By default, AvroTurf will encode data in the Avro data file format. This means that the schema used to encode the data is prepended to the output. If you want to decrease the size of the output, e.g. when storing data in a log such as Apache Kafka or in a database, you can use the AvroTurf::Messaging API. This top-level API requires the use of Schema Registry, a service which allows registering and fetching Avro schemas.

The Messaging API will automatically register schemas used for encoding data, and will fetch the corresponding schema when decoding. Instead of including the full schema in the output, only a schema id generated by the registry is included. Registering the same schema twice is idempotent, so no coordination is needed.

NOTE: The Messaging format is not compatible with the Avro data file API.

The Messaging API is not included by default, so you must require 'avro_turf/messaging' explicitly if you want to use it.

Using the Messaging API is simple once you have set up a Schema Registry service:

require 'avro_turf/messaging'

# You need to pass the URL of your Schema Registry.
avro = AvroTurf::Messaging.new(registry_url: "http://my-registry:8081/")

# The API for encoding and decoding data is similar to the default one. Encoding
# data has the side effect of registering the schema. This only happens the first
# time a schema is used.
data = avro.encode({ "title" => "hello, world" }, schema_name: "greeting")

# If you don't want to automatically register new schemas, you can pass explicitly
# subject and version to specify which schema should be used for encoding.
# It will fetch that schema from the registry and cache it. Subsequent instances
# of the same schema version will be served by the cache.
data = avro.encode({ "title" => "hello, world" }, subject: 'greeting', version: 1)

# You can also pass explicitly schema_id to specify which schema
# should be used for encoding.
# It will fetch that schema from the registry and cache it. Subsequent instances
# of the same schema version will be served by the cache.
data = avro.encode({ "title" => "hello, world" }, schema_id: 2)

# When decoding, the schema will be fetched from the registry and cached. Subsequent
# instances of the same schema id will be served by the cache.
avro.decode(data) #=> { "title" => "hello, world" }

# If you want to get decoded message as well as the schema used to encode the message,
# you can use `#decode_message` method.
result = avro.decode_message(data)
result.message       #=> { "title" => "hello, world" }
result.schema_id     #=> 3
result.writer_schema #=> #<Avro::Schema: ...>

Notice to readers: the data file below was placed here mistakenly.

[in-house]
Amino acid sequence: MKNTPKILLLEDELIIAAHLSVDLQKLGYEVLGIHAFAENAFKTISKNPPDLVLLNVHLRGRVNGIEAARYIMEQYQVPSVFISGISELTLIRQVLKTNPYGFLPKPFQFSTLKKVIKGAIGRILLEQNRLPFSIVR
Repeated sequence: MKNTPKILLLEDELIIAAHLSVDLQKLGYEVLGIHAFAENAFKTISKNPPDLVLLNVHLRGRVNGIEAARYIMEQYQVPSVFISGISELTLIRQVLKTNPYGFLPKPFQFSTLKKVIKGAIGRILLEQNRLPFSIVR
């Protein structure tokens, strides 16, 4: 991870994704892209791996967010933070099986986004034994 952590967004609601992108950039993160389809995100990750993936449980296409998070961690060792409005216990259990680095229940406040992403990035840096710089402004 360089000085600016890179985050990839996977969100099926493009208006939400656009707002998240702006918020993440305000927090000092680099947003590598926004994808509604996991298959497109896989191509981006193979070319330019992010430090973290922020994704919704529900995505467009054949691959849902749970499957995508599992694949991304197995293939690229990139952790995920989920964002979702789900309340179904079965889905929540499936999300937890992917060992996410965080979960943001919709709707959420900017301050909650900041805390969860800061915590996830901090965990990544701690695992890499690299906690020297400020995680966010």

result.reader_schema #=> nil

Confluent Schema Registry Client

The ConfluentSchemaRegistry client used by the Messaging API can also be used directly. It can check whether a schema is compatible with a subject in the registry using the Compatibility API:

require 'avro_turf'
require 'avro_turf/confluent_schema_registry'

schema = <<-JSON
{
  "name": "person",
  "type": "record",
  "fields": [
    {
      "name": "full_name",
      "type": "string"
    },
    {
      "name": "address",
      "type": "address"
    }
  ]
}
JSON

registry = AvroTurf::ConfluentSchemaRegistry.new("http://my-registry:8081/")

# Returns true if the schema is compatible, nil if the subject or version is not registered, and false if incompatible.
registry.compatible?("person", schema)

The ConfluentSchemaRegistry client can also change the global compatibility level or the compatibility level for an individual subject using the Config API:

registry.update_global_config(compatibility: 'FULL')
registry.update_subject_config("person", compatibility: 'NONE')

Testing Support

AvroTurf includes a FakeConfluentSchemaRegistryServer that can be used in tests. The fake schema registry server depends on Sinatra but it is not listed as a runtime dependency for AvroTurf. Sinatra must be added to your Gemfile or gemspec in order to use the fake server.

Example using RSpec:

require 'avro_turf/test/fake_confluent_schema_registry_server'
require 'webmock/rspec'

# within an example
let(:registry_url) { "http://registry.example.com" }
before do
  stub_request(:any, /^#{registry_url}/).to_rack(FakeConfluentSchemaRegistryServer)
  FakeConfluentSchemaRegistryServer.clear
end

# Messaging objects created with the same registry_url will now use the fake server.